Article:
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April 3, 1992


Appeal from the Superior Court of the District of Columbia; (Hon. Colleen Kollar-Kotelly, Trial Judge)

Before Rogers, Chief Judge, and Wagner, Associate Judge, and Kern, Senior Judge.

The opinion of the court was delivered by: Wagner

WAGNER, Associate Judge: Appellant, T.K. Chamberlain, filed suit against the Mayor of the District of Columbia to recover rent subsidies and other damages claimed to be due under the District of Columbia's Tenant Assistance Program (TAP), D.C. Code §§ 45-2531, -2538 (1990). *fn1 The trial court granted summary judgment for the District. We affirm.


On October 28, 1988, appellant entered a lease agreement with Victoria Carpenter for the premises located at 647 20th Street, N.E. in the District of Columbia. Appellant is the managing partner for a partnership which owns the property. Mrs. Carpenter had obtained a certificate of eligibility for participation in the Tenant Assistance Program from the Department of Public and Assisted Housing (the "Department"). *fn2 An inspector for the Department inspected appellant's property and determined that the fair market monthly rental should be $706. However, the Department never approved the lease executed by appellant and the tenant, and the Department's representative cancelled an appointment at which appellant expected the lease to be approved and a tenant-assistance contract to be entered. Appellant had allowed Mrs. Carpenter to take possession of the premises prior to the date scheduled for the hearing. In the complaint, appellant alleges that he relied upon "the approved certification" in renting the property to Mrs. Carpenter. Further, appellant alleged that the Department approved leases for other tenants in his properties after the tenants took possession, and the government paid the past due rents in a lump sum. *fn3

The trial court found that the following facts were undisputed: (1) the parties never entered a tenant assistance contract; (2) the landlord was aware of TAP's requirements of a contract; (3) the premises had been inspected and a fair market rent assigned; (4) the tenant entered a lease agreement with the landlord, took possession on November 1, 1988, and was evicted in June 1989 for nonpayment of rent; and (5) the District in the past had paid rent subsidies from the date of possession once it executed a contract with the landlord. However, the court concluded as a matter of law that the District was not obligated to make payments to appellant without a tenant assistance contract and that the District was not estopped from denying liability.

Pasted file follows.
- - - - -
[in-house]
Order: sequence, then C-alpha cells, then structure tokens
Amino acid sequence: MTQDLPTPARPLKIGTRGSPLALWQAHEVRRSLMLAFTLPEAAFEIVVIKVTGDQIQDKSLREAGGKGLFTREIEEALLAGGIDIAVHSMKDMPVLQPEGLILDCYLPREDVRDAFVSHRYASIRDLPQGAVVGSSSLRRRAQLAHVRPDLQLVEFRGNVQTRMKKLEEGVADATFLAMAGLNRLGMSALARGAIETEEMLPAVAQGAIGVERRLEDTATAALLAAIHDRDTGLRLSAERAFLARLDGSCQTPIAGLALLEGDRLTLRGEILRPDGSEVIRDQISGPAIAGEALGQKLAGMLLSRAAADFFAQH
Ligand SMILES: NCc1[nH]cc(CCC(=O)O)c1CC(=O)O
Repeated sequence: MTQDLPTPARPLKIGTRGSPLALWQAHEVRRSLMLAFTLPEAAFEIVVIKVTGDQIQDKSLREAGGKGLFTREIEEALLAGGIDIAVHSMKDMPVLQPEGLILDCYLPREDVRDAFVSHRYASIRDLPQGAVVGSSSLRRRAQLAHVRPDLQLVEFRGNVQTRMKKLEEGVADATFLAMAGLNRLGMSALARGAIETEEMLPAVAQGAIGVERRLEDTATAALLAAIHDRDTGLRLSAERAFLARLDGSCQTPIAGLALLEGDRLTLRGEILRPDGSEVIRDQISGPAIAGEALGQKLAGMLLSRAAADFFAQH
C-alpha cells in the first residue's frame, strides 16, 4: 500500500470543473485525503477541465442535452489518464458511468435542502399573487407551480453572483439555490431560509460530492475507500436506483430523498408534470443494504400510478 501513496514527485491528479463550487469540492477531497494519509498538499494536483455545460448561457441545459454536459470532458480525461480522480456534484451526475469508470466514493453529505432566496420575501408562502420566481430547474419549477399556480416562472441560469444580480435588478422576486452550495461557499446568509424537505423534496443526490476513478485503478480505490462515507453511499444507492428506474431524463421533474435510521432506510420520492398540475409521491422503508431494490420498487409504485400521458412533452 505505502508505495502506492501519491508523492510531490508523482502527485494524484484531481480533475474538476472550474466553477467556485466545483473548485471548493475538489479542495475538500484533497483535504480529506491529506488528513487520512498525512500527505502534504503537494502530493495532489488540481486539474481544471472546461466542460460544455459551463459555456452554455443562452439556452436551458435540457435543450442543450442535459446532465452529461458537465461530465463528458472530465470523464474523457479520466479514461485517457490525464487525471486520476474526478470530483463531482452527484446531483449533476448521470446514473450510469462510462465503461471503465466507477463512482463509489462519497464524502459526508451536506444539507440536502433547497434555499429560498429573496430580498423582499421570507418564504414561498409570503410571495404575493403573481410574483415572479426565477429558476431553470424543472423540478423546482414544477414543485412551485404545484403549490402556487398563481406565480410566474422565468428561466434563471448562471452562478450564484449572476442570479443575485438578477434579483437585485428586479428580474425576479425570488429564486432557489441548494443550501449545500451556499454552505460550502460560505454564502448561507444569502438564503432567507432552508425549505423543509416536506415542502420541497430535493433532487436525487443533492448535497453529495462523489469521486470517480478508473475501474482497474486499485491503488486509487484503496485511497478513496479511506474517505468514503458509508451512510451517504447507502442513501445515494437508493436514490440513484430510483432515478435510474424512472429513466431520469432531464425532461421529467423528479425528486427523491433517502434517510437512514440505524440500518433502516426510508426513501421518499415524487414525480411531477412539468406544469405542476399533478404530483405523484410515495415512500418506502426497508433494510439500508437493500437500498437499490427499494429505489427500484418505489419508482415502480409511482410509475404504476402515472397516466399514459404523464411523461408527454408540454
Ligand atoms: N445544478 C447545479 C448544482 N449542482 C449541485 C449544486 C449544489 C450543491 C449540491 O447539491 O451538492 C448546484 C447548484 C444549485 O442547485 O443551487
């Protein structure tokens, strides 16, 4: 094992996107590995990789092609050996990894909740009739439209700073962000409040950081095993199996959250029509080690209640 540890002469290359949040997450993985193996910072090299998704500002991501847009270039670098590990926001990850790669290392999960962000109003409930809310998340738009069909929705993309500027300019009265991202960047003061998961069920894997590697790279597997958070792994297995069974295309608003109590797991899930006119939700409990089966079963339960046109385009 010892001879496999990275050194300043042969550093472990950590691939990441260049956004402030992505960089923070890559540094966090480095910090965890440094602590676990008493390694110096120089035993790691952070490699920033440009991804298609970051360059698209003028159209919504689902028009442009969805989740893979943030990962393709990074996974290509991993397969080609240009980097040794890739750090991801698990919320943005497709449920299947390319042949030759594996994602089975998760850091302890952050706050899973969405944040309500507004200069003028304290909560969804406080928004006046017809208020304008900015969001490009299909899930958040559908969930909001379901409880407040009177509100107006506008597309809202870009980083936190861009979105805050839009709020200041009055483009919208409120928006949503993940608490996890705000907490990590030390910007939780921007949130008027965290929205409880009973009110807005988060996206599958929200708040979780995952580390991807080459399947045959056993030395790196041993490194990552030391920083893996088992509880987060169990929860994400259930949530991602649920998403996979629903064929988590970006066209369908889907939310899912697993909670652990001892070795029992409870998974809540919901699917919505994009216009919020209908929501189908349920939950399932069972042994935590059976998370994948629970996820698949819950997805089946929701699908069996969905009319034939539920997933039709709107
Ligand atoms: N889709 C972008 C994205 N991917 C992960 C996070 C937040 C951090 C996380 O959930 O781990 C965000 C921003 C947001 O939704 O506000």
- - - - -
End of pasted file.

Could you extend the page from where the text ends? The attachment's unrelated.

A brief review of the statutory and regulatory scheme under which the TAP program operates is essential to an understanding of appellant's claims and the Disposition of the issues on appeal. Pursuant to the statute, the Mayor is authorized to "enter into contracts to make rental assistance payments to housing providers of rental dwelling units on behalf of eligible families . . . ." D.C. § 45-2533 (a) (1990). *fn4 An individual seeking to participate in the program must submit an application to the Department, which will issue a certificate of eligibility if the family meets certain criteria. D.C. Code § 45-2533 (d); 14 DCMR §§ 1810, 1820. The statute provides that the Mayor is authorized to enter into long-term tenant assistance contracts with housing providers which obligate the housing provider to offer and lease the rental units specified in the contract to families receiving tenant assistance. D.C. Code § 45-2532 (d)(1)(A). The contract obligates the Mayor to make tenant assistance payments to the housing provider during the term of the contract in accordance with its terms provided the housing complies substantially with the housing regulations. The Mayor may also enter such contracts with housing providers of individual dwelling units on behalf of eligible families. D.C. Code § 45-2533. The Mayor is required to issue rules consistent with the statute to administer the TAP program. D.C. Code § 45-2532 (e).

Regulations governing TAP require that families submit a request for lease approval with various certifications from the housing provider who agrees to lease a unit to them. 14 DCMR §§ 1914.1 and 1914.2. If the Department determines that the housing unit substantially complies with District housing regulations and other requirements governing the condition of residential premises and that the proposed lease complies with the law, it will notify the housing provider and the family of its determination of lease approval. 14 DCMR § 1914.3. After notification, the family and the housing provider are required to execute the lease, sign two copies of the tenant assistance contract, and provide the Department with a copy for execution. 14 DCMR § 1914.4. The regulations require the Department and the housing provider to execute a tenant assistance contract which becomes effective on the day assistance begins. 14 DCMR § 1916.1. A tenant assistance contract is defined by statute as a written document. D.C. Code § 45-2531 (12). *fn5